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in the streets by foreigners without the least provocation. The beating of chair coolies and servants is also a matter of daily occurrence. I do not mean to say that the lower classes of Chinese do not sometimes try a man's patience, but the frequent infliction of corporal punishment by foreigners upon unoffending Chinese is what no fair-minded. man would approve. Ill-considered acts of this kind are talked about, and greatly embitter the feelings of the natives against foreigners.

It is but fair to mention that there are foreigners in China, and these are not few, who treat the natives with every consideration and fairness, and entirely disapprove of the highhanded proceedings of other foreigners. For these good men I have nothing but words of gratitude and praise. But, unfortunately, the mischief done by the thoughtless and inconsiderate has more than counterbalanced the favorable impression created by them.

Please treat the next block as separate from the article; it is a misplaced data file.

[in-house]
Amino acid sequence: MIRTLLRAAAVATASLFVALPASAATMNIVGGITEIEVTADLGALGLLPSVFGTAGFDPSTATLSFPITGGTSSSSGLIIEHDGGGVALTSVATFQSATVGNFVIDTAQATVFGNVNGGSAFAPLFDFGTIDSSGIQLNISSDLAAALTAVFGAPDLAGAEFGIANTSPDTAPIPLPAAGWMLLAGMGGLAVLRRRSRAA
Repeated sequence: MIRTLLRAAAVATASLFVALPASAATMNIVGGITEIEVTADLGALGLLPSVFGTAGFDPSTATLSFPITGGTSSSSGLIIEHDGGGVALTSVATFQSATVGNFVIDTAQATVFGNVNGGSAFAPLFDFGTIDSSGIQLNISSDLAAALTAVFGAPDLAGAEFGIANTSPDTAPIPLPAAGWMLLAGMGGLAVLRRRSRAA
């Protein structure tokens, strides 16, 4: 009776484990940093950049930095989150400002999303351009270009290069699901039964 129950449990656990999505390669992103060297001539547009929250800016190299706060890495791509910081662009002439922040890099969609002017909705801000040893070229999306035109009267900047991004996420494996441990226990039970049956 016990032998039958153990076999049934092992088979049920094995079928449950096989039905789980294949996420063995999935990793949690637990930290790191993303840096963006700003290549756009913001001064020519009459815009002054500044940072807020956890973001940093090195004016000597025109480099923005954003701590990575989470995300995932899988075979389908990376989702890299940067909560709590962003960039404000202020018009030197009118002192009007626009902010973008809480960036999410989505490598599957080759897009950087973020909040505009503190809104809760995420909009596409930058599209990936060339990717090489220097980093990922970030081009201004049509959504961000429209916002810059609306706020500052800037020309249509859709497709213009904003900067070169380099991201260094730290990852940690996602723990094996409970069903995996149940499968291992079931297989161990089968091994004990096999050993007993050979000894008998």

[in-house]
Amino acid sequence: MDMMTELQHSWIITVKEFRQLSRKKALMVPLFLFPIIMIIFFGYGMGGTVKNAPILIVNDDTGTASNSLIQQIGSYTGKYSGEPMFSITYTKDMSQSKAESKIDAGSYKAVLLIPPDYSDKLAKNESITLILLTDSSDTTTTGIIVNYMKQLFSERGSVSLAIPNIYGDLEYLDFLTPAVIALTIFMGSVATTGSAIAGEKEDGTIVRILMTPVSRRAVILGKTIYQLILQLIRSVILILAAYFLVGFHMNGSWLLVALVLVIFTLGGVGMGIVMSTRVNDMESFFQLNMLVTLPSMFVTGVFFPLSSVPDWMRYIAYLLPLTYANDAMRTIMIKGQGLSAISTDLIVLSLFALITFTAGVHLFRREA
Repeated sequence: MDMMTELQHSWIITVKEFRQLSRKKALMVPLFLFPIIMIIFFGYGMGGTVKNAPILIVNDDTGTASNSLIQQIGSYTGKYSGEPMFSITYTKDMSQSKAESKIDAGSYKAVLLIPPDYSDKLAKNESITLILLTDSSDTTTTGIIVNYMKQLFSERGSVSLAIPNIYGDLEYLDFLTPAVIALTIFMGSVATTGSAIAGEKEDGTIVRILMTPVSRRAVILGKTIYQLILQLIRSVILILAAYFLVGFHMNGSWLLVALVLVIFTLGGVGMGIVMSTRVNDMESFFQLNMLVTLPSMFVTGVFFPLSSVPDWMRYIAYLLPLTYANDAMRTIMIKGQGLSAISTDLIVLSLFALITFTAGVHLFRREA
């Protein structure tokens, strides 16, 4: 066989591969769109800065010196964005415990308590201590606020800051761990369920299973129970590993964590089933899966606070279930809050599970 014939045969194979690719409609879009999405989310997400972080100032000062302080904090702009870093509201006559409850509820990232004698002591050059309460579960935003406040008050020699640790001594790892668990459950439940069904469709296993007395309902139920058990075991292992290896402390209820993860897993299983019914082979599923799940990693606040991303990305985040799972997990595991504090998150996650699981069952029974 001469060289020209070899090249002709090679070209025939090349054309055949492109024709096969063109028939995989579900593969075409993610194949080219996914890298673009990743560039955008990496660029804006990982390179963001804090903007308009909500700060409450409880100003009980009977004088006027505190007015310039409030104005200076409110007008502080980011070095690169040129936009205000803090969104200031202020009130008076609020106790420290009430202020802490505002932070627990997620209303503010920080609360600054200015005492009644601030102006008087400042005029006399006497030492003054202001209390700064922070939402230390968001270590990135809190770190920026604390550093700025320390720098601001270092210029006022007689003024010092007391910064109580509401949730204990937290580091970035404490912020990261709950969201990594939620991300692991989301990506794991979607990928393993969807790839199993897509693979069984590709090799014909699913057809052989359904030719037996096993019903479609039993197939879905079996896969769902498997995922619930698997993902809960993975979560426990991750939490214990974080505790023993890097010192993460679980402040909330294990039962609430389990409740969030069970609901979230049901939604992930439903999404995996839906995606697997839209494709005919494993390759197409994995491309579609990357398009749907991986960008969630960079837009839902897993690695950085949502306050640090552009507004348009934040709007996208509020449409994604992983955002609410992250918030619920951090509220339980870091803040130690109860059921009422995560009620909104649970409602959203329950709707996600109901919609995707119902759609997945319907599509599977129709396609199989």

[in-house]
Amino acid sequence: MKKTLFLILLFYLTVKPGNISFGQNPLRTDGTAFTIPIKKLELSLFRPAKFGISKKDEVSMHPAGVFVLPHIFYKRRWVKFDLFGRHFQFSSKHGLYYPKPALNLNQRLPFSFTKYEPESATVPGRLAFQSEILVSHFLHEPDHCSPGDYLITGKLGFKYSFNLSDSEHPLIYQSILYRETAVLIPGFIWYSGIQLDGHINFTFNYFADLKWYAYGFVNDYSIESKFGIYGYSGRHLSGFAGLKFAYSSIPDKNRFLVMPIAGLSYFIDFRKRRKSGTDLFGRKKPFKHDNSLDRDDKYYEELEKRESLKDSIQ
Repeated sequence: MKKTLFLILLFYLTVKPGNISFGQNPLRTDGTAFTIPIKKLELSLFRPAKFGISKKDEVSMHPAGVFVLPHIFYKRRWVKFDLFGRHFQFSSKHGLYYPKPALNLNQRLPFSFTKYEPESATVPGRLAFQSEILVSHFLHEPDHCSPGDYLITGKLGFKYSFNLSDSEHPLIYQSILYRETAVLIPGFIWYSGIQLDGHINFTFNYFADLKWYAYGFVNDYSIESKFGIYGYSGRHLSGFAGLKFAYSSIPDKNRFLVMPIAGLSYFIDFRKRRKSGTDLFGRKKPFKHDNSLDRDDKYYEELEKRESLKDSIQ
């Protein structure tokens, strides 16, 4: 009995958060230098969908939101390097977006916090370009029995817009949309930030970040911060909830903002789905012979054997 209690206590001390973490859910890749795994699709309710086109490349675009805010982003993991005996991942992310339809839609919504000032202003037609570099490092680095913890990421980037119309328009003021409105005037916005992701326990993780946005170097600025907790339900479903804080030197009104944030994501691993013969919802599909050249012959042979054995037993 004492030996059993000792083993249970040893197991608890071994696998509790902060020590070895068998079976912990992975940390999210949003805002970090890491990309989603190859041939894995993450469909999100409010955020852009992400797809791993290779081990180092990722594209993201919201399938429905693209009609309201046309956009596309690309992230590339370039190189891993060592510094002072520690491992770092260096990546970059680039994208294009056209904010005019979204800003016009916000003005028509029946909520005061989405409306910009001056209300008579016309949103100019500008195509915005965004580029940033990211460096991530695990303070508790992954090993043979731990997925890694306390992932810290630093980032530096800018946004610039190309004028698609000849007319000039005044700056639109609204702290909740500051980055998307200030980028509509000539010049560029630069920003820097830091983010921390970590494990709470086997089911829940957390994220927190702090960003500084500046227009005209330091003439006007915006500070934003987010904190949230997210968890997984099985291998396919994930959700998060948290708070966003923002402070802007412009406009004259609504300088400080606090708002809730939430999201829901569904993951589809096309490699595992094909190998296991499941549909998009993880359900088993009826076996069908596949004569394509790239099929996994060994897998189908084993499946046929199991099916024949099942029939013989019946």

In this connection, I cannot help adverting to the character of the foreign press in China. Its general tone is calculated to set the whole Chinese nation against foreigners and things foreign. Take up any foreign newspaper published in China, and you will find that columns are devoted in almost every issue to denouncing the Chinese Government and its officials and condemning everything which the people hold dear and sacred. Far be it from me to assert that all Chinese officials are men of immaculate character. I admit that in China, as in every other country, some of the officials are unworthy of public trust. But the foreign newspapers in China lead one to believe that the Chinese Government is nothing but a sham ; that the officials are all scoundrels; that the people are ground down by fearful oppression. It seems to be their settled policy to pick flaws in everything the Chinese do and begrudge even the small crumb of justice which is their due. If our government should adopt a certain policy, the motive for such a course would be sure to be misconstrued. If the provincial authorities should take